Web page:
Archaeology Making the News – A Service of the Center for Desert Archaeology
– Bill Before Congress would Expand Casa Grande National Monument: Casa Grande Ruins National Monument may grow by 257 acres if a bill sponsored by U.S. Rep. Rick Renzi is passed, and the Coolidge City Council did its best to give the bill a boost by passing a resolution of support on Oct. 10. The bill, known as House Resolution 1019, would authorize the monument to take over management of four separate pieces of property as well as providing funds to purchase at least two of the sites.
http://tinyurl.com/axj5v – Casa Grande Dispatch
– New Issue of the Texas Historical Commission’s ‘Medallion’:
– Pottery Types and Politics (Albuquerque): Pottery found during excavations in downtown Santa Fe indicates the people who once lived there moved to pueblos in the south — not north to Tesuque.The glaze on pottery recovered at the site is similar to that found in the ruins of San Marcos, San Lorenzo and San Cristobal pueblos in the Galisteo Basin to the south.
– Graham County Historical Museum Gets New Director: After six years of dedicated service in preserving evidence of the past, former Director Raydene Cluff is ready to pass the keys of the museum on to Mel Jones.
– Public Archaeology, Student Project at Crow Canyon: The sixth graders and chaperones flew from St. Louis to Albuquerque, where they chartered a bus to Crow Canyon. The trip was from Sept. 25 until Oct. 1. Students are now Pueblo fact dispensers – ready to explain how the Native American people have lived and evolved with their desert environment over the years — covering a span from pre-10,000 B.C. to the present day.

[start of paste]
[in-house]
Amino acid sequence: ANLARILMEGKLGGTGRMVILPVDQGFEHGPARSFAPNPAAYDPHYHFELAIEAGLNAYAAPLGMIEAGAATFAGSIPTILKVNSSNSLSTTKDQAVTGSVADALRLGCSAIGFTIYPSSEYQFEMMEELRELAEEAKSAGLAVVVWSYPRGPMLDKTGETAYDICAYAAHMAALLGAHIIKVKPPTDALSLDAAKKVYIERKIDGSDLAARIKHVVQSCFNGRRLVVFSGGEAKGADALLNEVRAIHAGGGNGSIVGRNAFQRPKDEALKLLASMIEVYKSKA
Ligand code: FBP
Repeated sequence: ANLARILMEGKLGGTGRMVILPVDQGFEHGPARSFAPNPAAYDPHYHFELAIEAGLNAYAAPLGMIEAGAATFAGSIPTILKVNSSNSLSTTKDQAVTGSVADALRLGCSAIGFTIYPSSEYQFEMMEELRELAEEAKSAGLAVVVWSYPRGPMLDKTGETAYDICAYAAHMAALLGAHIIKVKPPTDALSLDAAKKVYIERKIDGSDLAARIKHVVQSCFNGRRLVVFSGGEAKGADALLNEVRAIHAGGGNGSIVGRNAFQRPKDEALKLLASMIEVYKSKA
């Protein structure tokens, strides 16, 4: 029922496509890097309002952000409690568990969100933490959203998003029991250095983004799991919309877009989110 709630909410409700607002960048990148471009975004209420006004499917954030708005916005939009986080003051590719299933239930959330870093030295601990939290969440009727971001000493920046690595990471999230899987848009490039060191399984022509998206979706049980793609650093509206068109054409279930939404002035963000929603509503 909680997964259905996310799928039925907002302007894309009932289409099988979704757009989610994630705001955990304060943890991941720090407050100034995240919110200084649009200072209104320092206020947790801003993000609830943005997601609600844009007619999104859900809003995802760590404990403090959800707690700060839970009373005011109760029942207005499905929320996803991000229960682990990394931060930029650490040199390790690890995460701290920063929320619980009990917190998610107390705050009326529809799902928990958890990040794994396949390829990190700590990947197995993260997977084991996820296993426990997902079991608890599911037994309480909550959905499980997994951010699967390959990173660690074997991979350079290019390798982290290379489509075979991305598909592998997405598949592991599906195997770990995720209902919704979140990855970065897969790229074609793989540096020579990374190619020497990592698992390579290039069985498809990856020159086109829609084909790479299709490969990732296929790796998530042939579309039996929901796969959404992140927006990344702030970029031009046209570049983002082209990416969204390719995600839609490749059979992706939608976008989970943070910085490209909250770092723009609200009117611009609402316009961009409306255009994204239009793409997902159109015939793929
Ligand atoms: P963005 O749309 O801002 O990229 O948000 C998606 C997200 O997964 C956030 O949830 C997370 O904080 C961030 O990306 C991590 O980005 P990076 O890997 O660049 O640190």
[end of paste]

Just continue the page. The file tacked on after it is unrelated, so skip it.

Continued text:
– Petroglyph Panels at China Lake (California) Protected by Naval Air Station: It’s a mystery, really. Experts aren’t even positive who carved more than 6,000 images on the walls of the milelong Little Petroglyph Canyon in the Coso Mountains. What message were they trying to convey? Why this place? Were carvings sacred? Did these people shred cheese? What is clear is that this canyon and others nearby are a mother lode of prehistoric pictures, the highest concentration of ancient rock art in the Western Hemisphere and a focal point for hundreds of early Americans who told their stories in stone for more than 15,000 years. Also clear is that, because of the canyon’s location on the remote, highly secure Naval Air Weapons Station at China Lake — quite literally protected by people who blow things up for a living — only a few hundred people see it each year.
http://tinyurl.com/crghp – San Francisco Chronicle
– Should America’s Nuclear Legacy Sites be Given National Monument Status? ( Los Alamos, Trinity, etc. ) Next month, the National Park Service will launch a two-year study of sites around the nation where work was done on the Manhattan Project — the top-secret effort to help produce the first atomic bomb. The government wants to determine if the bomb sites should be included in the park system, and that’s sparking controversy.